Some Democrats, emboldened by a two-thirds control that allows them to approve taxes or put measures on the ballot without GOP votes, have introduced legislation this year targeting different aspects of the landmark tax changes approved by voters in 1978.
But Senate President Pro Tem Darrell Steinberg told reporters today that 2013 is not the time to tinker with Proposition 13, which is often referred to as the "third rail" of California politics because of the perceived political risk of changing the law.
The Sacramento Democrat said lawmakers should instead make 2013 "a year of producing in a whole host of areas unrelated to taxes," including tightening gun control laws, working to implement the state insurance marketplace created by the federal health care law and passing major education policy changes.
Steinberg said, however, that he is open to some of the proposed changes down the road, including proposals that would change vote requirements for local tax measures. Even if the Legislature acted this year, any constitutional amendments approved by the Legislature wouldn't be able to go to the voters until 2014.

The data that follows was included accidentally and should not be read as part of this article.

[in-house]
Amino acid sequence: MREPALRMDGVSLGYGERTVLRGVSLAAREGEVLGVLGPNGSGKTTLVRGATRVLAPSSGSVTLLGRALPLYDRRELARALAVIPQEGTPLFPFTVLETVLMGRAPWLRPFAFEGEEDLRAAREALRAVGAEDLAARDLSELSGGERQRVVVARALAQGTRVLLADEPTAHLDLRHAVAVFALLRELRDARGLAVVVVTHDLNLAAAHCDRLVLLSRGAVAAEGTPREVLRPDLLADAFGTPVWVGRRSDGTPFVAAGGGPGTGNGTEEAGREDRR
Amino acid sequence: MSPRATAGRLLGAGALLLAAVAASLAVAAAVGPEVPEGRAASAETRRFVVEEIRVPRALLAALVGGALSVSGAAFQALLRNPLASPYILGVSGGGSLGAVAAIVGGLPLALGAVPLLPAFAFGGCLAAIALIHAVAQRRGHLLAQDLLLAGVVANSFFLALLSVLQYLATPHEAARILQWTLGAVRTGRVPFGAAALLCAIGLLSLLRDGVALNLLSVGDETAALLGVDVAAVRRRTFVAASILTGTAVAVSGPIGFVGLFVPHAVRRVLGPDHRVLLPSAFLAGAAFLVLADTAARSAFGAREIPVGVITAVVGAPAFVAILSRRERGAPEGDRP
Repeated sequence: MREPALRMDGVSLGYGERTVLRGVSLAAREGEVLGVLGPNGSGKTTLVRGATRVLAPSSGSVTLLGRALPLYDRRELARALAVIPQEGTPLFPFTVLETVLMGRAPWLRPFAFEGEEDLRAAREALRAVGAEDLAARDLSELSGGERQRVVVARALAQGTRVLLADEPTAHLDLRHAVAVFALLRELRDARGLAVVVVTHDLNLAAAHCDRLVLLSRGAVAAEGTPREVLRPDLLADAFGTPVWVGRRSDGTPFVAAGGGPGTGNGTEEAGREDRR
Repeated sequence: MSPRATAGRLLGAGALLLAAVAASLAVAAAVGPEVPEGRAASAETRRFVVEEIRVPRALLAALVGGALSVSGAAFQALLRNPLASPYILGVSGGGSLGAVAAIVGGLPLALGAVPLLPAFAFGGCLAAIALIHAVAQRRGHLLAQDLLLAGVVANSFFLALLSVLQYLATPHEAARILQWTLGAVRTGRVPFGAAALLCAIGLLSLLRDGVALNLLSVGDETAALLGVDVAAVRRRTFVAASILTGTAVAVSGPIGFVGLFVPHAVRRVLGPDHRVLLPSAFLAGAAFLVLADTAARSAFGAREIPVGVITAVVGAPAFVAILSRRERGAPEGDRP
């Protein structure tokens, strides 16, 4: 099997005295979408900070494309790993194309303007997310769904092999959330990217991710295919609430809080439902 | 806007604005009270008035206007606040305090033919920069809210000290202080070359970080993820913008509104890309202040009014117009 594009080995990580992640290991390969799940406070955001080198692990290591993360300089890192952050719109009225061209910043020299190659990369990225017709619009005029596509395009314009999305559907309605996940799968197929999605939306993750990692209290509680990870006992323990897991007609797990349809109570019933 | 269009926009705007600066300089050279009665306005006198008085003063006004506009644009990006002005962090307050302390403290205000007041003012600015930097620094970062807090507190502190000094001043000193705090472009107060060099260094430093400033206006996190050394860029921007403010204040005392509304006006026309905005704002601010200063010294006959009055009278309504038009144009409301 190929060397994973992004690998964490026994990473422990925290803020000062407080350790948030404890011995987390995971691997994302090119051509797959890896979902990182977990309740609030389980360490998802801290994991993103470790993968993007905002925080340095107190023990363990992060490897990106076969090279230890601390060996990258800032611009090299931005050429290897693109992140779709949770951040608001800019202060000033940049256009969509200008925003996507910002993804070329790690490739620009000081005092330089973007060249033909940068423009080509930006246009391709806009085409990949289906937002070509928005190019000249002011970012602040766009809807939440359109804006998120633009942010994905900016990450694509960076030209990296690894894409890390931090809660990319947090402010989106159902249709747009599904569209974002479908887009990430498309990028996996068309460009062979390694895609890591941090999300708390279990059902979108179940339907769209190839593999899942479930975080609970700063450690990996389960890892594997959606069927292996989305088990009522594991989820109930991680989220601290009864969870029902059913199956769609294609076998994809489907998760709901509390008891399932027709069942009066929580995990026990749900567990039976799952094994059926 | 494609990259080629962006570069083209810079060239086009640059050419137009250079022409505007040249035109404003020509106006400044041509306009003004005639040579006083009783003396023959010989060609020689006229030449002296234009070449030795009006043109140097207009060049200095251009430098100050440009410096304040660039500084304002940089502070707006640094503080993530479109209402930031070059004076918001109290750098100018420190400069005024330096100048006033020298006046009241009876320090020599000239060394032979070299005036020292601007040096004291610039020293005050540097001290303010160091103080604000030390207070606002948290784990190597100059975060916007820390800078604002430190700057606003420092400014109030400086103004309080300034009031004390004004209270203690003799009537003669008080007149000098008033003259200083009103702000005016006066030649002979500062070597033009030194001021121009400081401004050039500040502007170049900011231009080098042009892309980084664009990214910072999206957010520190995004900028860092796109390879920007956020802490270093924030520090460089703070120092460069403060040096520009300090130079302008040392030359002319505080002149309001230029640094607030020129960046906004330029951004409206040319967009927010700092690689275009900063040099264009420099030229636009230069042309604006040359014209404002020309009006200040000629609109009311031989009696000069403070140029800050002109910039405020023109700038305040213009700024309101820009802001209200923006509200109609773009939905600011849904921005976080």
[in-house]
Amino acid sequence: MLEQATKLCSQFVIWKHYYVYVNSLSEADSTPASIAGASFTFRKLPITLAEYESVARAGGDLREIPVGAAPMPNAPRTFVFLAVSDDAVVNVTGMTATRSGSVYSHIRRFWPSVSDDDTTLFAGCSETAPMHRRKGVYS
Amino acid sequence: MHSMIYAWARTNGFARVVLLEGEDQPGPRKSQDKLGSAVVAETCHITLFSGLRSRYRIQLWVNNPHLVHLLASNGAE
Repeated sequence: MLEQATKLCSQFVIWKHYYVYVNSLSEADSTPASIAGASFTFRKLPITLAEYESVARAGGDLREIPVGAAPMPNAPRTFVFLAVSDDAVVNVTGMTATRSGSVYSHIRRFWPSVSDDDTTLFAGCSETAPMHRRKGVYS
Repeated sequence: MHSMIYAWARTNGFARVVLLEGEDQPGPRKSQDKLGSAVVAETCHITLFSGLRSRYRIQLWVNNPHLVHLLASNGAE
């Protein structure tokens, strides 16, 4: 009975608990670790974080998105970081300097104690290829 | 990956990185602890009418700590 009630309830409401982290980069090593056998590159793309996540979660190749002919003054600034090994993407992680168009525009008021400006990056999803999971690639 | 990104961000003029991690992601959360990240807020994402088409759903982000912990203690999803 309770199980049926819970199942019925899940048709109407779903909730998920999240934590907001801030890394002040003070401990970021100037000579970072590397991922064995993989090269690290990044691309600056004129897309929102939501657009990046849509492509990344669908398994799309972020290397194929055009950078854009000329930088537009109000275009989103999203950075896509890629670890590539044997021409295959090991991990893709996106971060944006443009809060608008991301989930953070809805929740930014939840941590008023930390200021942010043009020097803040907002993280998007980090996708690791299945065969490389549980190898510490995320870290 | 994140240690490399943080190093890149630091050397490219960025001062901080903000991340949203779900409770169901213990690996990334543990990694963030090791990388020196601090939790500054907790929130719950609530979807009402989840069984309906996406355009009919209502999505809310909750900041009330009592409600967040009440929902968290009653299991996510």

"The question of lowering voter thresholds for the specific taxes on the local level, which is really the beginning of that conversation ... definitely should be had and probably will be had at some point in this two-year session," Steinberg said. "But let's have 2013 be a year where we are focused on bread and butter."
Click here to read a list of related bills that have been introduced in the current legislative session.
PHOTO CREDIT: Senate President Pro Tem Darrell Steinberg, D-Sacramento, during the first day of session at the state Capitol in Sacramento on Monday, Dec. 3, 2012. Sacramento Bee/Hector Amezcua.